One Sunday, a member of the congregation got up to speak and thanked the music director for choosing just the right music that day. Each of the hymns and the special music of the choir were the messages of God's love and comfort that she desperately needed and helped her feel the Spirit's influence and healing that day. She was so grateful that by joining her voice in the singing of hymns helped her feel guided in her personal worship and united with the others in the congregation in singing praises to our loving Heavenly Father. And she also thanked the choir for the beauty of their interpretation of a meaningful text.
Singing hymns together as a congregation is altogether different from the singing of a choir. In congregational singing each person can join their voice and heart and soul with no regard to precision, technique or beauty. The point of congregational singing is to provide a vehicle for community worship, for uniting in purpose, and inviting the Spirit's influence into the meeting. Through the act of reading and singing the words of the hymn together, individuals can add their focus to the larger community's focus, to strengthen the combined faith of those present. There should be no judgment of how proficient the singing is because the entire purpose is more about individual worship than listening to collective body's performance.
But then, there are always those colorful conductors who treat conducting congregational singing as if they were directing the Mormon Tabernacle Choir. They flamboyantly wave their arms around signaling various voice parts to do dramatic dynamic changes or other vocal virtuosities. Probably better not to draw so much attention to yourself as a conductor with techniques that are lost on the congregation. Rather, model the pathos of the hymn and give appropriate motions to keep the organ and congregation together in the right tempo. Setting the right tempo and mood for each hymn is so important for worship. Singing a joyful upbeat tune at the speed of a funeral dirge does nothing to promote true worship.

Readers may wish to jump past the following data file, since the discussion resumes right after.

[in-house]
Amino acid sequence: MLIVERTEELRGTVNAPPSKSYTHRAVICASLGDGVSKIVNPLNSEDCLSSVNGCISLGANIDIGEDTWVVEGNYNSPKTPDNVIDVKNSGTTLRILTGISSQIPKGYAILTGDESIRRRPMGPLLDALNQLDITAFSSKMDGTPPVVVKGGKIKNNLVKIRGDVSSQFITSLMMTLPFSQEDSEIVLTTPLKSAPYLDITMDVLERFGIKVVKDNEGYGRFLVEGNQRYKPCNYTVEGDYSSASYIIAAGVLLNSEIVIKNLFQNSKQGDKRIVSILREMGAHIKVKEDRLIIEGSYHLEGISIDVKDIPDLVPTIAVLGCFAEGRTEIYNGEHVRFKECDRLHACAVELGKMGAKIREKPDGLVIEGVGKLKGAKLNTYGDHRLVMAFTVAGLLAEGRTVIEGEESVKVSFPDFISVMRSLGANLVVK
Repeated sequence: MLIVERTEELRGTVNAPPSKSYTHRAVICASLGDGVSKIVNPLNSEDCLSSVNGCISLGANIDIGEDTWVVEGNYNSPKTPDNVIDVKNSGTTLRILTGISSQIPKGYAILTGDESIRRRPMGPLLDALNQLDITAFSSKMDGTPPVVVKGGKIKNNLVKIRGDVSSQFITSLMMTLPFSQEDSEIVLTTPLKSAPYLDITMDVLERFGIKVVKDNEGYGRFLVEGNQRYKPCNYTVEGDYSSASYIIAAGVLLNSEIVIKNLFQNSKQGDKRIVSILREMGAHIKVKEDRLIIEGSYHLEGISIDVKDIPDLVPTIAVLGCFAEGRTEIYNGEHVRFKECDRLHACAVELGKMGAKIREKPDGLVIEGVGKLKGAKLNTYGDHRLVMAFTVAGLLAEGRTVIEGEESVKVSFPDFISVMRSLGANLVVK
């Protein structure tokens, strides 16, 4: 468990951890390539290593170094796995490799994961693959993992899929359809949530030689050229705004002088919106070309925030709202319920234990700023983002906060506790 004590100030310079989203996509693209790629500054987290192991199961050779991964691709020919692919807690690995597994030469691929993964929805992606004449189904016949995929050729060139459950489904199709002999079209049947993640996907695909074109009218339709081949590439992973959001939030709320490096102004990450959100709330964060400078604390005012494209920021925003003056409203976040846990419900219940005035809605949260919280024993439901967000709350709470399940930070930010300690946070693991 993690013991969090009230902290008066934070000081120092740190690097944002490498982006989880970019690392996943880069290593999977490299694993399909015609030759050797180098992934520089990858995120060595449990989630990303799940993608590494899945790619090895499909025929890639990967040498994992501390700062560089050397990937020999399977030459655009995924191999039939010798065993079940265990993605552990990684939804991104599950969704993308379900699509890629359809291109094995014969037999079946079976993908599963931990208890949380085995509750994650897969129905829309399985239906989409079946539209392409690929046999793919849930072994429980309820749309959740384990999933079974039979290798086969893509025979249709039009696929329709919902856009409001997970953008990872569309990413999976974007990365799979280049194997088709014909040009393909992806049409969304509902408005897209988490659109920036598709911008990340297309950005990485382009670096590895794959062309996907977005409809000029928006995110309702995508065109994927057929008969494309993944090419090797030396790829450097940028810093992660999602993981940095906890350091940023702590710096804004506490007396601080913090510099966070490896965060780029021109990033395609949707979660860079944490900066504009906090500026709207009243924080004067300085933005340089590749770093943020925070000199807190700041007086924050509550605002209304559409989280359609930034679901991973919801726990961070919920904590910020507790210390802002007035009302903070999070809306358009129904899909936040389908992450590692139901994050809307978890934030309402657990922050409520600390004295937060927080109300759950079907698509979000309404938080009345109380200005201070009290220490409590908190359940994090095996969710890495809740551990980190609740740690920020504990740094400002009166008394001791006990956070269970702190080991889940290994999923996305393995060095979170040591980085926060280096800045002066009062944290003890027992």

Choirs, on the other hand, are definitely judged on performance. Each time the choir sings, the listeners will attempt to understand the words and feeling portrayed, but unfortunately many times are blocked from any real understanding the message because of the lack of performance quality. Choirs should be expected to do more than the congregation could do. They should have beautiful line and phrasing. They should sing in harmony. They should interpret the words with dynamics and expression. They should appear prepared and polished. They should display good choir etiquette. When the members of the choir do all they can do to be prepared and follow their conductor, their offering will be acceptable to the Lord as well as the audience.
My gratitude goes out to those music directors who thoughtfully and prayerfully choose the music for worship services. As a choir director, I appreciate when I am given advanced notice of the theme of the meeting so that the choir can adequately prepare suitable music. I appreciate singing hymns of praise that support the messages of the talks and uplift my soul. I really appreciate it when the hymns chosen for the meeting vary in character and message and tempo from each other. And I am especially appreciative when the mood and tempo is set according to the suggested markings by the composer.
I do so love singing joyful upbeat hymns in a joyful upbeat tempo!!!